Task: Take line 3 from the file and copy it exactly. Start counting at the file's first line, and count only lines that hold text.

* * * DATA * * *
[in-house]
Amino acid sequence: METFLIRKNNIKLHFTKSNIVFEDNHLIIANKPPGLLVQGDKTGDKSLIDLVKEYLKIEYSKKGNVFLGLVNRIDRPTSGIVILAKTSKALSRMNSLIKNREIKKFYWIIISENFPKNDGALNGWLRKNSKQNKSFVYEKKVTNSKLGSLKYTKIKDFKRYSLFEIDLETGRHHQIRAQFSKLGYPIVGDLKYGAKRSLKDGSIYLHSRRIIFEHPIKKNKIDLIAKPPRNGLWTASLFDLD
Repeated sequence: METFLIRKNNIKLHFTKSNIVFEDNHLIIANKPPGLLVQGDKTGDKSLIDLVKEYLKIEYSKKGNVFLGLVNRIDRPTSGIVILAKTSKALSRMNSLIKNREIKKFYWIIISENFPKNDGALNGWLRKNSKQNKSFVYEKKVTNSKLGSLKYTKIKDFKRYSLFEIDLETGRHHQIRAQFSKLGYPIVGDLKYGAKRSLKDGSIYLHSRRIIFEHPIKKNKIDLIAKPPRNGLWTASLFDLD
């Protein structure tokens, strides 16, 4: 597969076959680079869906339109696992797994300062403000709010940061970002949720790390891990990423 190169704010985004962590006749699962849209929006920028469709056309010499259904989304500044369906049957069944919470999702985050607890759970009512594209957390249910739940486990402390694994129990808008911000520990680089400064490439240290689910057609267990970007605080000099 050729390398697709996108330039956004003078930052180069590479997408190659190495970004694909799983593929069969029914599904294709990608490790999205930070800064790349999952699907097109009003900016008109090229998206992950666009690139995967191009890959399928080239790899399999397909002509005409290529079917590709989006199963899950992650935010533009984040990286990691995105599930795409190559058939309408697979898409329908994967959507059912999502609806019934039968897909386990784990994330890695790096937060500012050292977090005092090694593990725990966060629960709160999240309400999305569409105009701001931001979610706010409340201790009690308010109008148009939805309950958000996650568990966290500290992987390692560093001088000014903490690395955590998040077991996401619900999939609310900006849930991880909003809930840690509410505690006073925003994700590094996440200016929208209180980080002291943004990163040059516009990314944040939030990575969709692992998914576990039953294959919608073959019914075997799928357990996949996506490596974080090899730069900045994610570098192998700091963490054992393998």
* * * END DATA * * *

Repeated sequence: METFLIRKNNIKLHFTKSNIVFEDNHLIIANKPPGLLVQGDKTGDKSLIDLVKEYLKIEYSKKGNVFLGLVNRIDRPTSGIVILAKTSKALSRMNSLIKNREIKKFYWIIISENFPKNDGALNGWLRKNSKQNKSFVYEKKVTNSKLGSLKYTKIKDFKRYSLFEIDLETGRHHQIRAQFSKLGYPIVGDLKYGAKRSLKDGSIYLHSRRIIFEHPIKKNKIDLIAKPPRNGLWTASLFDLD